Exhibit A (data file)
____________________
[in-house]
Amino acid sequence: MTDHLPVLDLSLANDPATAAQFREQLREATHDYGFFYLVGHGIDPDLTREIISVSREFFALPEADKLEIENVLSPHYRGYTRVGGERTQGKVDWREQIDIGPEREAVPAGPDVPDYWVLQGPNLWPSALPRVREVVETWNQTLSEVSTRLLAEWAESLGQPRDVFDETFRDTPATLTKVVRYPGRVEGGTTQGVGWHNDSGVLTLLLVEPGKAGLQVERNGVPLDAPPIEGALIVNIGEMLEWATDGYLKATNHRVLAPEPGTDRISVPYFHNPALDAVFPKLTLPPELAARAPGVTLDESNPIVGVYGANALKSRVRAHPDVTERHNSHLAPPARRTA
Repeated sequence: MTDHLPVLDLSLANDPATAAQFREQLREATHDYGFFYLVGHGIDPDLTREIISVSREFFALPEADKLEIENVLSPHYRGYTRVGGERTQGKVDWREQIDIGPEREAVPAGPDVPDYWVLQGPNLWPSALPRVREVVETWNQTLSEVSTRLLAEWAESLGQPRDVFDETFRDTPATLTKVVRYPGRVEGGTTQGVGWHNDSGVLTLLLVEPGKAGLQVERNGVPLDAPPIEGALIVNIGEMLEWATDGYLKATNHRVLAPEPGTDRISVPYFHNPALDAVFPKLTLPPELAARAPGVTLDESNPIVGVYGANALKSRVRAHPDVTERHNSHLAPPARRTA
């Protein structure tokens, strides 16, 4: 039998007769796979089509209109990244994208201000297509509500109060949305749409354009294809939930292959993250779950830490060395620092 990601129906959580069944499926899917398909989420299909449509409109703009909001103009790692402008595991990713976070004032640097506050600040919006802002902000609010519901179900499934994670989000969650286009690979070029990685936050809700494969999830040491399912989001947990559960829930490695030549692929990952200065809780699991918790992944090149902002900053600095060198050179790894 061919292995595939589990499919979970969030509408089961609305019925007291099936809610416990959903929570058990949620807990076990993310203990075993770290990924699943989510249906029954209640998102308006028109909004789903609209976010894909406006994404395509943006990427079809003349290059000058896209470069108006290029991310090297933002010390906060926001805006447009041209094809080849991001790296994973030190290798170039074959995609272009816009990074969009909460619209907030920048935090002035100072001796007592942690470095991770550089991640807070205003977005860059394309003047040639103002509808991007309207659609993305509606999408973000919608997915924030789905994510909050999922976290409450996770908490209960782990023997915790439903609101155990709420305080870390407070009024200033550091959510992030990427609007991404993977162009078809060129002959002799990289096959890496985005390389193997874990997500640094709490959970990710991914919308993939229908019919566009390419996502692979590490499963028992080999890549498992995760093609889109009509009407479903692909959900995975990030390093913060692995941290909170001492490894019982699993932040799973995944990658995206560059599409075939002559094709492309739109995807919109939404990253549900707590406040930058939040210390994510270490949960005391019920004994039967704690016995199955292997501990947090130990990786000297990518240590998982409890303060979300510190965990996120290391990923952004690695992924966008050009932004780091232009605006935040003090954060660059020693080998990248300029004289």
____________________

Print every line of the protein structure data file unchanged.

[in-house]
Amino acid sequence: MTDHLPVLDLSLANDPATAAQFREQLREATHDYGFFYLVGHGIDPDLTREIISVSREFFALPEADKLEIENVLSPHYRGYTRVGGERTQGKVDWREQIDIGPEREAVPAGPDVPDYWVLQGPNLWPSALPRVREVVETWNQTLSEVSTRLLAEWAESLGQPRDVFDETFRDTPATLTKVVRYPGRVEGGTTQGVGWHNDSGVLTLLLVEPGKAGLQVERNGVPLDAPPIEGALIVNIGEMLEWATDGYLKATNHRVLAPEPGTDRISVPYFHNPALDAVFPKLTLPPELAARAPGVTLDESNPIVGVYGANALKSRVRAHPDVTERHNSHLAPPARRTA
Repeated sequence: MTDHLPVLDLSLANDPATAAQFREQLREATHDYGFFYLVGHGIDPDLTREIISVSREFFALPEADKLEIENVLSPHYRGYTRVGGERTQGKVDWREQIDIGPEREAVPAGPDVPDYWVLQGPNLWPSALPRVREVVETWNQTLSEVSTRLLAEWAESLGQPRDVFDETFRDTPATLTKVVRYPGRVEGGTTQGVGWHNDSGVLTLLLVEPGKAGLQVERNGVPLDAPPIEGALIVNIGEMLEWATDGYLKATNHRVLAPEPGTDRISVPYFHNPALDAVFPKLTLPPELAARAPGVTLDESNPIVGVYGANALKSRVRAHPDVTERHNSHLAPPARRTA
């Protein structure tokens, strides 16, 4: 039998007769796979089509209109990244994208201000297509509500109060949305749409354009294809939930292959993250779950830490060395620092 990601129906959580069944499926899917398909989420299909449509409109703009909001103009790692402008595991990713976070004032640097506050600040919006802002902000609010519901179900499934994670989000969650286009690979070029990685936050809700494969999830040491399912989001947990559960829930490695030549692929990952200065809780699991918790992944090149902002900053600095060198050179790894 061919292995595939589990499919979970969030509408089961609305019925007291099936809610416990959903929570058990949620807990076990993310203990075993770290990924699943989510249906029954209640998102308006028109909004789903609209976010894909406006994404395509943006990427079809003349290059000058896209470069108006290029991310090297933002010390906060926001805006447009041209094809080849991001790296994973030190290798170039074959995609272009816009990074969009909460619209907030920048935090002035100072001796007592942690470095991770550089991640807070205003977005860059394309003047040639103002509808991007309207659609993305509606999408973000919608997915924030789905994510909050999922976290409450996770908490209960782990023997915790439903609101155990709420305080870390407070009024200033550091959510992030990427609007991404993977162009078809060129002959002799990289096959890496985005390389193997874990997500640094709490959970990710991914919308993939229908019919566009390419996502692979590490499963028992080999890549498992995760093609889109009509009407479903692909959900995975990030390093913060692995941290909170001492490894019982699993932040799973995944990658995206560059599409075939002559094709492309739109995807919109939404990253549900707590406040930058939040210390994510270490949960005391019920004994039967704690016995199955292997501990947090130990990786000297990518240590998982409890303060979300510190965990996120290391990923952004690695992924966008050009932004780091232009605006935040003090954060660059020693080998990248300029004289």